Mediation In Family Proceedings

Mediation In Family Law Proceedings

If you are going through a divorce and need to make decisions about your finances and arrangements for children, a useful and cost-effective option is to use mediation to help you reach agreement on these matters.

At Seatons, our team of specialist family lawyers have a wealth of experience in divorce cases and offer clear, easy to understand legal assistance at low sensible fees.

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Mediation – An Overview

Since the 22nd April 2014, the new Children and Family Act 2014 has made it compulsory for any person contemplating issuing Court proceedings in relation to a financial or child related dispute, to attend a Mediation Information and Assessment Meeting (MIAM).  There are some exemptions to this rule, for example if there has been domestic violence or if the case is particularly urgent, but in the main, a MIAM will have to take place.

Mediation is a way of resolving disputes when a separating or divorcing couple are unable to agree the arrangements for their children or are unable to agree on how to resolve their finances.

Mediation must be conducted by a suitably qualified Family Mediator. We can make sure that you are referred to the right Mediator for you.

Mediation can often be very useful in helping couples reach an agreement and could avoid the need for contested lengthy, and often costly, Court proceedings.

What Is Mediation?

Mediation is a very effective way to resolve disputes without the need to go to court. The process involves an independent third party, known as a mediator, to help both sides reach an agreement. The process is treated with strict confidentiality and the decision making rests solely with the participants involved.

Mediation is a voluntary process and will only take place if both parties agree. It is important to note however that Courts are increasingly expecting parties to have attempted mediation at some point in the past before issuing Court proceedings. In addition, as of April 2014, attendance at ‘Mediation Information and Assessment Meetings’ is now compulsory before proceedings can be issued in family law cases.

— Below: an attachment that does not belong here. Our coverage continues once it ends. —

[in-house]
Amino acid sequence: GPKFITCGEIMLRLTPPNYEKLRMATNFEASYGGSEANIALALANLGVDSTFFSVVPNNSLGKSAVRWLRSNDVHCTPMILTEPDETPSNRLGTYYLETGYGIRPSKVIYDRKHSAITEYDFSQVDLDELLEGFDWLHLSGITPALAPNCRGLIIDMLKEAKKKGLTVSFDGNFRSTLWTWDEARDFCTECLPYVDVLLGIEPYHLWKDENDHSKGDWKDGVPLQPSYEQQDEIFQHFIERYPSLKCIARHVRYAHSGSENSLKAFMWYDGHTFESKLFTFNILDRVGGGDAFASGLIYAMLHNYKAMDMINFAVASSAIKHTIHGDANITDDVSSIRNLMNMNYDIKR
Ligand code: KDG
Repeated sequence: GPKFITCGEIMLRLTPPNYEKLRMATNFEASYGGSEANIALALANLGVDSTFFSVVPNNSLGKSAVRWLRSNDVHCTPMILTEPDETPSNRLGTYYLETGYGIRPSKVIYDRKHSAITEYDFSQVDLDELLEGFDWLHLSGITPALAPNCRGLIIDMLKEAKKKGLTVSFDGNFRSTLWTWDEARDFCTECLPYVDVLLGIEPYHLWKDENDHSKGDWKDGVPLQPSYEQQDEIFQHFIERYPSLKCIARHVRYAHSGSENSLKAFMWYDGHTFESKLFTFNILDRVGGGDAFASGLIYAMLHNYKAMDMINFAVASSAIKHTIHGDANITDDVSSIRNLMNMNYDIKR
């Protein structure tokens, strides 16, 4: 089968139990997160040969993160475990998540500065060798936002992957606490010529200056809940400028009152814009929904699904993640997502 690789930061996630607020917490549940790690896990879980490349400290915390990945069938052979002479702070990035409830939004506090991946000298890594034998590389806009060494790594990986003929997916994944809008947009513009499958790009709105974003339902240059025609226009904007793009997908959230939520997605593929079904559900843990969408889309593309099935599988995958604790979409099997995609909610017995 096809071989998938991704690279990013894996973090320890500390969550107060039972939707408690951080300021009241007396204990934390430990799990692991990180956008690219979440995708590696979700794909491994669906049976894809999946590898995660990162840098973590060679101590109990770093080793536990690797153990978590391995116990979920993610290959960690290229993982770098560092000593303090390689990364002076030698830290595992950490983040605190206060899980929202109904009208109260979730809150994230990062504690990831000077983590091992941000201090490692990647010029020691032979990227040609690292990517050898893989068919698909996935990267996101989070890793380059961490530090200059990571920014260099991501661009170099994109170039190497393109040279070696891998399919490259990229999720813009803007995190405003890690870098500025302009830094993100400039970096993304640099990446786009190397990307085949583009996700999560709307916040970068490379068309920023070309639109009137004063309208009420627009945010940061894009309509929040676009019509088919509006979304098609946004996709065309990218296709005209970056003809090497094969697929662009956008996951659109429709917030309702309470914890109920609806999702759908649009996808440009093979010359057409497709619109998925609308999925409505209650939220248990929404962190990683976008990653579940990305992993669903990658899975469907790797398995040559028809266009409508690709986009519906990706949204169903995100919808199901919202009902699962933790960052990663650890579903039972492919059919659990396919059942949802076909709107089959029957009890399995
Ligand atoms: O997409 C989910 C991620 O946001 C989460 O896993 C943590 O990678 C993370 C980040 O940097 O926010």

Children And Mediation

Mediation is very effective at reaching agreements over child arrangements. Typical issues involve where the child lives, contact arrangements with the non-resident parent, schooling, holidays, financial maintenance etc.

Throughout the process, you will be encouraged to look at ways to keep the child informed that you are working together, and that the breakdown of the relationship is due solely to differences between you and your partner.

By choosing mediation, you will able to control the pace of the discussions along with identifying and solving the most important issues. You will be able to make the decision as to what is best for your children, not a Judge who does not know your family.

Finance And Property Mediation

Mediation is also very effective at reaching agreements over financial and property affairs. Typical issues include the family home, mortgage, rental agreements, cars, home contents, bank accounts, pensions, savings etc.

The process is useful in providing each other with a comprehensive understanding of each other’s financial situation prior to any proposals reached and gives you the opportunity to seek independent legal advice before any proposals are made into a Court Order.

Once an agreement has been reached, the mediator normally prepares a Memorandum of Understanding; a document setting out the proposals and agreements made. This may then be shown to a solicitor to obtain independent legal advice.

Mediation Information And Assessment Meetings

The law states that every person must now first attend a M.I.A.M (Mediation Information and Assessment Meeting) before Court proceedings are issued in family law cases. There are naturally exceptions to this rule, such as circumstances where there has been domestic violence in the relationship or there are serious child welfare concerns. This list is not exhaustive and such cases will be identified on a case-by-case basis by the mediator involved.

The M.I.A.M itself is an appointment with a mediator, who explains how mediation and the collaborative process works. It aims to highlight many of the more efficient and cost effective alternatives to Court proceedings and, in turn, alleviates some of the pressure from the judiciary.

Following on from a Mediation Information and Awareness Meeting, if you still feel that court proceedings are necessary, a Form FM1 must be obtained. A FM1 is only valid for 4 months however, so an additional M.I.A.M must be attended to if this time frame lapses.

Technically speaking, the new rules do not make mediation compulsory. The compulsory element is the attendance at a Mediation Information and Assessment Meeting. As a result, you do not have to enter into mediation following on from such a meeting.

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